Women should be able to have sex like men do. That’s the premise, at least, of much millennial feminism: that women should be free to do whatever they like with their bodies, without being shamed or judged or held to some hypocritical double standard. From that flows the story of twenty-something female life we’ve come to see as standard; what Dolly Alderton, in her cult memoir and now major BBC series, Everything I Know About Love, fondly calls the “golden, grubby” years of drunken partying, messy one night stands and wrestling back the secret, needy longing for boys to really like you. But is all this freedom really as liberating as it sounds?
That’s the provocative question posed by Louise Perry’s The Case Against the Sexual Revolution, which tips a brisk bucket of cold water over what’s sometimes called “sex-positive” feminism, or the idea that anything goes between two consenting adults and that desire should not be policed. The trouble with this form of liberation, she argues, is that it has chiefly ended up liberating men.
Perry, a freelance journalist and New Statesman columnist, compares the sexual free-for-all to an unfettered capitalist free market, creating an explosion of opportunities for some – men seeking lots of commitment-free and sometimes aggressive sex, plus a small number of women with genuinely rampant libidos – but risking exploitation and insecurity for the rest. The “choice” to go wild ends up feeling more like an obligation for many women, she argues, given the enduring fear of being thought frigid for saying no.
[See also: Feminists must abandon their delusions about the sexual revolution, by Louise Perry]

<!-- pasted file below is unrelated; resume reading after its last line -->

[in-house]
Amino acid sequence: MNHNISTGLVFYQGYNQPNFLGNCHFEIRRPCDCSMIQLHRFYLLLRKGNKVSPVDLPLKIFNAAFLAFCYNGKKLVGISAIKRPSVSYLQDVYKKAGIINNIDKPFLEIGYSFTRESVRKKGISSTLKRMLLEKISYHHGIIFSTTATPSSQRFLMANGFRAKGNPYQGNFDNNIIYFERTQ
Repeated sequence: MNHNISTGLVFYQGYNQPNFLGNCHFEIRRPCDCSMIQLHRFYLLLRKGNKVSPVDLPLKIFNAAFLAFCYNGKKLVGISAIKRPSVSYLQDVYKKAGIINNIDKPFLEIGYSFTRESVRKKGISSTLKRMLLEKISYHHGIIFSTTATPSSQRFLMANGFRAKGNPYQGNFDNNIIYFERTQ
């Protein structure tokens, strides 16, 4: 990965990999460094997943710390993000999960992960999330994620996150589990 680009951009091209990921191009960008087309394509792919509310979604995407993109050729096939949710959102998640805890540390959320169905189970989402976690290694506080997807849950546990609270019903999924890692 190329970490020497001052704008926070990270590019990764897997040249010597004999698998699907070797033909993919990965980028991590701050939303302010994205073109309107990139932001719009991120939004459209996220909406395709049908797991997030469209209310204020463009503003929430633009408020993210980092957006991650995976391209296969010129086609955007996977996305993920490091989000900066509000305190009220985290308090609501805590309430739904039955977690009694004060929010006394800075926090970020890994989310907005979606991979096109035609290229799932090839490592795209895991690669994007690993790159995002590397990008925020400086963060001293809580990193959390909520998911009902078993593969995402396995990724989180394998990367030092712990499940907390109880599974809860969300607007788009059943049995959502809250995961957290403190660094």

“A truly feminist project,” she writes “would demand that in the straight dating world it should be men, not women, who adjust their sexual appetites.” (This is very much a book for straight readers, given its emphasis on what she sees as the innate and conflicting differences between male and female sexuality, of which more later.) But instead, setting boundaries and sticking to them has come to be deemed not just prudish but a form of “kink-shaming”. So women who consider themselves highly liberated end up not daring to tell their partners that actually they don’t like being slapped, spat on and choked during sex. Perry has worked for the campaign group We Can’t Consent to This, which has lobbied to limit the so-called rough-sex defence used by men accused of murdering their partners – defendants who claim the deaths happened accidentally during consenting encounters – and some of her most powerful arguments deal with the way strangling has moved from extreme porn into men’s everyday sexual repertoires, even as fetish clubs ban it as too dangerous.
There have been plenty of books by young women denouncing pornified culture. But what’s unusual about Perry’s is its full-throated boldness. She doesn’t, she insists, want to drag everyone back to the 1950s, despite her uncompromisingly retro view that women should get married and stay married if they possibly can. But she absolutely is gunning for what she calls “liberal feminism”, a painstakingly inclusive credo embracing diverse sexual identities. (The book’s foreword is by Professor Kathleen Stock, the philosopher best known for her gender-critical views on trans rights, although that issue makes only a very fleeting appearance in the book.) Perhaps the most conservative – with at least a small c – thing about Perry’s book, however, is its preference for coaching young women on how they can individually navigate a sexually aggressive culture, rather than calling for sweeping structural changes to that culture as a whole.